THE WM. WRIGLEY JR. COMPANY - Valuation

Topics: Corporate finance, Finance, Capital structure Pages: 15 (2215 words) Published: June 3, 2014
The William Wrigley Jr. Company
Case Report

Ying Suan Lo
Julianne Mills
Nick Lim
Vinson Chen
Glen Hamilton

Table of Contents

1.0 1.0 Introduction

Identifying opportunities for corporate financial restructuring was typical for Blanka Dobrynin, a managing partner of the hedge fund Aurora Borealis LLC. In 2002, with the then debt free William Wrigley Jr. Company (Wrigley) in her sights, she asked her associate Susan Chandler to conduct research on the impact of a $3 billion debt recapitalisation on the company. This case report aims to make an informed recommendation on whether Wrigley should pursue the $3 billion debt proposal.

2.0 Optimal Capital Structure

According to Miller and Modigliani’s (1958) first proposition, the value of a firm is independent of its capital structure, assuming no corporate taxes. It was later demonstrated that the existence of debt in the capital structure creates a debt shield that increases the value of the firm by the present value of the tax shield (Miller & Modigliani, 1963). This line of reasoning implies that debt financing adds significant value to the firm and an optimal capital structure occurs with 100% debt. However, this is an unlikely outcome in reality with restrictions imposed by lending institutions, bankruptcy costs and the need for preserving financial flexibility implying that management will maintain a substantial reserve of borrowing power (Miller & Modigliani, 1963). These imperfections have since been discussed as additional factors when determining an optimal capital structure.

The trade off theory suggests that an optimal capital structure may be achieved by determining the trade-off between tax shields and the costs of financial distress (Kraus & Litzenberger, 1973). The presence of tax shields means that the optimal capital structure decision is unique for each firm (DeAngelo & Masulis, 1980). High levels of debt can lead to indirect bankruptcy costs and financial distress costs which relate generally the costs associated with going bankrupt or avoiding bankruptcy. At high debt levels, the benefit of debt may be offset by financial distress costs. It appears that the optimal cash structure exists somewhere in the middle.

Jensen and Meckling (1976) noted the existence of ‘agency costs of debt’. These costs arise when equity holders act in their own interest rather than the firm’s interest. As Wrigley is a family owned company it is unlikely that agency costs will be an issue.

3.0 Weighted Average Cost of Capital (WACC)

The question that underlies the decision to pursue the debt proposal is whether Wrigley is efficiently financed without debt. In this report, the WACC will be the main factor when determining whether Wrigley is efficiently financed. The WACC is the minimum return that a company needs to satisfy all of its investors, which is also the – it is the required rate of return on the overall firm. The value of Wrigley will be maximized when its WACC is minimized. This report will examine the optimal capital structure as the one that produces the lowest possible WACC.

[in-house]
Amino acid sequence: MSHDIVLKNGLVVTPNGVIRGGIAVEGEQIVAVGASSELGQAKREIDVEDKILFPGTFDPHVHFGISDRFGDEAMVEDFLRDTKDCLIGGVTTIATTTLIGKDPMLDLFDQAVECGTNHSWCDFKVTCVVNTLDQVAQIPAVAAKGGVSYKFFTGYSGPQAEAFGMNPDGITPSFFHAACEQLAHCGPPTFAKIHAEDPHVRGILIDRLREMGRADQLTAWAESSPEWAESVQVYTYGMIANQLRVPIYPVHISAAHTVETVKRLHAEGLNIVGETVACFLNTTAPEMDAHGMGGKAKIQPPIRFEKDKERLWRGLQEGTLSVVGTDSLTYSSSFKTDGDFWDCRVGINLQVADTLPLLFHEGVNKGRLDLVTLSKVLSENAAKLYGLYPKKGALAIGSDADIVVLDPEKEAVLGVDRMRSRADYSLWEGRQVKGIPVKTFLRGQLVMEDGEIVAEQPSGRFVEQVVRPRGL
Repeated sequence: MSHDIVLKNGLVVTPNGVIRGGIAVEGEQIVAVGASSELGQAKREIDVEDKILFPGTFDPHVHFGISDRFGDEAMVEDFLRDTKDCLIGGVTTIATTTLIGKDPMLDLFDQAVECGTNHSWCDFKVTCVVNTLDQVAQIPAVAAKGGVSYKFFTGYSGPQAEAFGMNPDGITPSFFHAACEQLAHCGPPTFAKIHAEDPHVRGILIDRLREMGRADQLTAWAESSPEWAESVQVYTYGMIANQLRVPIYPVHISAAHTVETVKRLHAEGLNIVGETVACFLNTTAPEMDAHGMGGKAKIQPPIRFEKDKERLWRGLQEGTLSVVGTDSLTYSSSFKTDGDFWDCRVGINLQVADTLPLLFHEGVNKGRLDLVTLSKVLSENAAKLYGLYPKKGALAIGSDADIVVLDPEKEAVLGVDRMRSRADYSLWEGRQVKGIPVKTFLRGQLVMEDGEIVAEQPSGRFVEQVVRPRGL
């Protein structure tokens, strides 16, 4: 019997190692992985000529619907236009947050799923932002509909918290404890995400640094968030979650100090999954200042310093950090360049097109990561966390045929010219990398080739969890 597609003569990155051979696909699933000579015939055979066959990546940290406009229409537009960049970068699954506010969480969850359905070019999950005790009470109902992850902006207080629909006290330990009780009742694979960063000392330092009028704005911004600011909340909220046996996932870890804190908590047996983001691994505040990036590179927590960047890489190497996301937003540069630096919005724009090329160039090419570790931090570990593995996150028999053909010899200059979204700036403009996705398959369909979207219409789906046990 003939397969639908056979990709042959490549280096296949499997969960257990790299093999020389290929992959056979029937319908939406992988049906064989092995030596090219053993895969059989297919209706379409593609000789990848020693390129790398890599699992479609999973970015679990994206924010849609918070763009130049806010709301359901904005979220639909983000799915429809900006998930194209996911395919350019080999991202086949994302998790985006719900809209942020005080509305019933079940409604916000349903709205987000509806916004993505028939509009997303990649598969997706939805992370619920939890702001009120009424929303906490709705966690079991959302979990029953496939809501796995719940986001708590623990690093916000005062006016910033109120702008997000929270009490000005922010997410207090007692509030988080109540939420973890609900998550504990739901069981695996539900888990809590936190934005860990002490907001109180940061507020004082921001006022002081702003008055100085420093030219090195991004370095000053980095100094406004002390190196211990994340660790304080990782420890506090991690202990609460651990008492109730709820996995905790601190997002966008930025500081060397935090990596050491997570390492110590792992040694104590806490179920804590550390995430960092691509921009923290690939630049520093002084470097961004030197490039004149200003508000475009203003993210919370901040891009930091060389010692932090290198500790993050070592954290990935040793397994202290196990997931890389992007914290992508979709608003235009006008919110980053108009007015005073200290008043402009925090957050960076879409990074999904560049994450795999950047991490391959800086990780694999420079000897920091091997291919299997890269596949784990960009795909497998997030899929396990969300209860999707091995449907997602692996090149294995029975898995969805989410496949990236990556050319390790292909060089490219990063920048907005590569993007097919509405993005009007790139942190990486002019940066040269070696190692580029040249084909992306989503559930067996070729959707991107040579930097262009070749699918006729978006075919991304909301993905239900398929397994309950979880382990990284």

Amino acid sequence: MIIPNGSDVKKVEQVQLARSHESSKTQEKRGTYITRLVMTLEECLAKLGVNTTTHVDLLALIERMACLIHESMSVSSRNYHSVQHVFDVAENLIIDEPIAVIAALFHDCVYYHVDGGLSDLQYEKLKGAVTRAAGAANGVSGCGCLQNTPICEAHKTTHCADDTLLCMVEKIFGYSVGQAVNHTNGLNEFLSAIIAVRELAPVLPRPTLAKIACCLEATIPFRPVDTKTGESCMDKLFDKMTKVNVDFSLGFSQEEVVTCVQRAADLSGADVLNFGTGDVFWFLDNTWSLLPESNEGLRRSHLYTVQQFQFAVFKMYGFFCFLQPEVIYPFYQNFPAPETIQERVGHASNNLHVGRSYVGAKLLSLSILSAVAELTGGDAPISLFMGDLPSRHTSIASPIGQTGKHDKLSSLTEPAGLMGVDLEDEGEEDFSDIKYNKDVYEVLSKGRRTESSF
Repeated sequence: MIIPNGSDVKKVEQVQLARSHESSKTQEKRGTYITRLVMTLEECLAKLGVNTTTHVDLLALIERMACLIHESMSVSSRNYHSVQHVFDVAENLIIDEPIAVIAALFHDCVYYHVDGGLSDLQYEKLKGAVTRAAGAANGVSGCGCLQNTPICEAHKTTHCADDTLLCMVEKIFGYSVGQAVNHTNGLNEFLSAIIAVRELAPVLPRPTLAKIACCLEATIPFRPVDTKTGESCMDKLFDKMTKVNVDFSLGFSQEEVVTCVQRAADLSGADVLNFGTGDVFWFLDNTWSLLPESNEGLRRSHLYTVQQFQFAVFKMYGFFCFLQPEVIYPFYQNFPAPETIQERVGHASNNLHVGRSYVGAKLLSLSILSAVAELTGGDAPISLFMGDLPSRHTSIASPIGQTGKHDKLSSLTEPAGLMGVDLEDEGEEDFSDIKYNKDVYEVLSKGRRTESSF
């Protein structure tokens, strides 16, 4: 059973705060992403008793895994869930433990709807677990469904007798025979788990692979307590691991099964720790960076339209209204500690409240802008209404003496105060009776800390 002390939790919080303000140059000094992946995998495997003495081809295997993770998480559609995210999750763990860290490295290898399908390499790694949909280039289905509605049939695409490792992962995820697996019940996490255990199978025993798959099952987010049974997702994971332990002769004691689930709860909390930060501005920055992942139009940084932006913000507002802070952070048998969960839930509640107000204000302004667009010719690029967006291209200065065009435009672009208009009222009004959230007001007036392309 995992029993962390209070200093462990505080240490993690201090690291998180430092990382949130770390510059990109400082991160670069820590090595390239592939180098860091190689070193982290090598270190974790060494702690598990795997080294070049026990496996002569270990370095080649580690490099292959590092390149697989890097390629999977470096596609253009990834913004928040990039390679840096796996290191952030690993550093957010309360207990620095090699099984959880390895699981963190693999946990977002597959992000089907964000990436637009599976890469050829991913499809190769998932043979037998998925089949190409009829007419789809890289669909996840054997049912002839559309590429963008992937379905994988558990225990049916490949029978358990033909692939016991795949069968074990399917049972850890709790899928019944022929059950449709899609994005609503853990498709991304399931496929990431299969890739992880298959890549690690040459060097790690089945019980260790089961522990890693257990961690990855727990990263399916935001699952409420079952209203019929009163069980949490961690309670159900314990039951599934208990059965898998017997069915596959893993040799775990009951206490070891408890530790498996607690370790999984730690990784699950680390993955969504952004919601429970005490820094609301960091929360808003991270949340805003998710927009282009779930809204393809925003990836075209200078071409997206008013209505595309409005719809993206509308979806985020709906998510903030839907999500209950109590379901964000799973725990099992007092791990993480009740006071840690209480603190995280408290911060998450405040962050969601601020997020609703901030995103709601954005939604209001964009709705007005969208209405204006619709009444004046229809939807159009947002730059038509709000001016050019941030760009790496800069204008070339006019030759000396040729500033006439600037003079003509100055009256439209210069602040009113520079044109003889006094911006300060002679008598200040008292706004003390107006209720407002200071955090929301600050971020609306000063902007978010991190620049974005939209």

WACC is one of the most important methods in assessing a company’s financial health, both for internal use, such as capital budgeting, and external use, such as valuing investments or companies. It is able to provide an insight into the cost of financing and can be used as a hurdle rate for investment decisions. It can also be used to find the best capital structure for the company. The WACC can be used as a rough guide to the interest rate per monetary unit of capital (Pratt & Grabowski, 2008).

The WACC method can be considered a better indicator than other methods such as earnings per share (EPS) or earnings before interest and tax (EBIT) because it takes into consideration the relative weight of each component of a company’s capital structure (Armitage, 2005). The calculation uses the market...

References: Armitage, S. (2005). The Cost of Capital: Intermediate Theory. Cambridge, UK: Cambridge University Press.
DeAngelo H., & DeAngelo, L., (2006) Capital Structure, Payout Policy, and Financial Flexibility, University of Southern California working paper.
DeAngelo, H., & R.W. Masulis. (1980) Optimal Capital Structure under Corporate and Personal Taxation. Journal of Financial Economics 8, 3-29.
DeAngelo, H., DeAngelo, L., & Whited T.M., (2011) Capital structure dynamics and transitory debt
Denis, D J. (2011) Financial Flexibility and Corporate Liquidity. Journal of Corporate Finance, 17(3), 667-674.
J.R. Graham, & C.R. Harvey., (2001) The theory and practice of corporate finance: evidence from the field. Journal of Finance and Economics 60, 187–243.
Jensen, M., & Meckling, W. (1976). Theory of the firm: Managerial behavior, agency costs, and ownership structure. Journal of Financial Economics 3, 305-360.
Johnson, H. (1999). Determining Cost of Capital: The Key to Firm Value. London: FT Prentice Hall.
Kraus, A., & R.H. Litzenberger. (1973) A State Preference Model of Optimal Financial Leverage. Journal of Finance (September), 911-922.
Modigliani, F., & M.H
Modigliani, F., & M.H. Miller. (1963). Corporate Income Taxes and the Cost of Capital: A Correction. American Economic Review 53 (June), 433-443.
Pratt, Shannon P., & Roger J. Grabowski. (2008) Cost of Capital: Applications and Examples. Hoboken, NJ: Wiley.
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